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2010 Earthquake Summary

December 20, 2010, by Ken Jorgustin



The Pacific Ring of Fire wins the prize for the most earthquakes during 2010. No doubt it is always the hot spot each year for activity.

In the world during 2010, there were 2,103 earthquakes of magnitude 5.0 and greater.

  • magnitude 5 range (1,930), 46 percent more than 100 year average
  • magnitude 6 range (151), 13 percent more than 100 year average
  • magnitude 7 range (21), 40 percent more than 100 year average
  • magnitude 8 range (1), exactly average




The largest earthquake of the year was a magnitude 8.8 located in Chile, South America.

The deadliest earthquake of the year was a magnitude 7.0 that killed more than 200,000 people in Haiti.

There were 226,895 deaths from earthquakes during 2010, one of the deadliest years on record.

The highest increase in the number of earthquakes of 10 and 100 year averages was in the magnitude 5 range (plus 43 percent), mainly as a result of aftershocks associated with the magnitude 7 range earthquakes. There were 40 percent more magnitude 7 earthquakes during 2010 than the last 100 year average, and 60 percent more than the last 10 year average (USGS statistics).

The most concentrated location of earthquakes and the shakiest place in the continental United States during 2010 was in southern California just north of the Mexican border near the tiny town of Coyote Wells, about 70 miles east of San Diego and 25 miles west of the Pacific Plate tectonic boundary. Although most were relatively small in magnitude, approximately 600 earthquakes, many hundreds more some spilling into Mexico rattled there during 2010.


An incredible number of earthquakes (about 3,000) and earthquake swarms rattled along the Aleutian islands of Alaska (a chain of volcanoes), located along the northern Pacific Plate boundary. Nearly 1,500 of those earthquakes shook in one concentrated area about two-thirds the way down the chain, just off the tip of a tiny island named Samalga island. This location is by far the largest concentration of earthquakes on the planet during 2010.


About 135 earthquakes rumbled in Oklahoma, most of which were located just a few miles outside of Oklahoma City, near no apparent fault lines. One earthquake there was the second largest ever recorded in Oklahoma.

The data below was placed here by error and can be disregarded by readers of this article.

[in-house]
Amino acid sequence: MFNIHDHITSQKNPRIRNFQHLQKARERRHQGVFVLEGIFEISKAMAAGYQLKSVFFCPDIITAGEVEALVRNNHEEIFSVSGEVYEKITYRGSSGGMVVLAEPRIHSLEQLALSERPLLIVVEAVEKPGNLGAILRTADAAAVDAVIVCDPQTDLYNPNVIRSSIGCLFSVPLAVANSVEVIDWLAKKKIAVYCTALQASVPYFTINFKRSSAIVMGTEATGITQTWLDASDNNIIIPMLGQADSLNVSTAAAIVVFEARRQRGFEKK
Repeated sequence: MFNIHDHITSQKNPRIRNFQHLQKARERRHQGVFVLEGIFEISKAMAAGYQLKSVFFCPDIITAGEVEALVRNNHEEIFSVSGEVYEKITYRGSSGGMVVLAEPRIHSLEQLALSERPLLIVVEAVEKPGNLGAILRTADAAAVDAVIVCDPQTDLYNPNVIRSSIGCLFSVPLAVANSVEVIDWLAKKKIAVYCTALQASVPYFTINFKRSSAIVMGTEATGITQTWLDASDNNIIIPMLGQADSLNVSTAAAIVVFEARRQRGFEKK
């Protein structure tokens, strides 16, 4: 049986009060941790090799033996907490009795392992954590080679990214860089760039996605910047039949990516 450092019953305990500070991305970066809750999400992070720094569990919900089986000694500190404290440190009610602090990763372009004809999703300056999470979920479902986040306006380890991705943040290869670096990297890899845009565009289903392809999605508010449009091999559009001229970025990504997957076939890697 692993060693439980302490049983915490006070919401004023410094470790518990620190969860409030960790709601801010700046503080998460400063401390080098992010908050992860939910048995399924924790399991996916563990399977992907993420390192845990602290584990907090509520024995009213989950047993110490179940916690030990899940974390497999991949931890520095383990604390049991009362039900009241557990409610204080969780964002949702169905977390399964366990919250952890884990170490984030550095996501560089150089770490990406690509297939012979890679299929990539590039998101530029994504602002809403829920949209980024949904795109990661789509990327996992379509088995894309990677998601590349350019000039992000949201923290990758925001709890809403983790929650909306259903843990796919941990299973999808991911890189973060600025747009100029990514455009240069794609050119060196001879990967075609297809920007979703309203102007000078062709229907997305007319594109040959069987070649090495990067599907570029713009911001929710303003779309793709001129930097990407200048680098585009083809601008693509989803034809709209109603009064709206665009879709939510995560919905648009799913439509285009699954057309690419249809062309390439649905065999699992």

The most powerful earthquake in the United States during 2010 was a magnitude 6.5 which shook just off the northern California coast near Fortuna and Eureka, at the Pacific Plate boundary.

The most powerful earthquake in Europe occurred near Granada, Spain, a magnitude 6.0.

The European country with the most earthquakes was Greece, and just off its shores (about 50).

Very active regions always include the island chains of Indonesia, up to the Philippines, over to Papua New Guinea, and down the countless number of island chains of the South Pacific Ocean, again at the Pacific Plate boundary (about 3,000 total earthquakes).

The following image is an animation of world earthquakes of magnitude 5.0 and greater during 2010, differentiating those from magnitude range 5, 6, 7, and 8.


To summarize, the totals of all of the earthquake magnitude ranges from 5 on up, were way above average during the first three-quarters of the year. The last quarter has been somewhat slow and has lowered the average slightly closer to normal (magnitude 7 range is still quite high), while all categories (5 and up) remain above normal. It was a very active year.

Update, 21-Dec-2010, I will keep this up to date through the end of the year as new USGS statistics are updated. We just had a magnitude 7.4 earthquake off the coast of Japan, which brings that range total to 20. The very numerous aftershocks, many of them in the 5 range, will be added soon. This will surely change the higher percentage outcome.

Update, 25-Dec-2010, A magnitude 7.6 rocked the South Pacific today and is being followed my 5-range Aftershocks. It is incredible how two mag 7’s have knocked off just during the last 4 days! The mag 7 range is now sitting approximately 40 percent higher than the 100 year average, 60 percent higher than the 10 year average.

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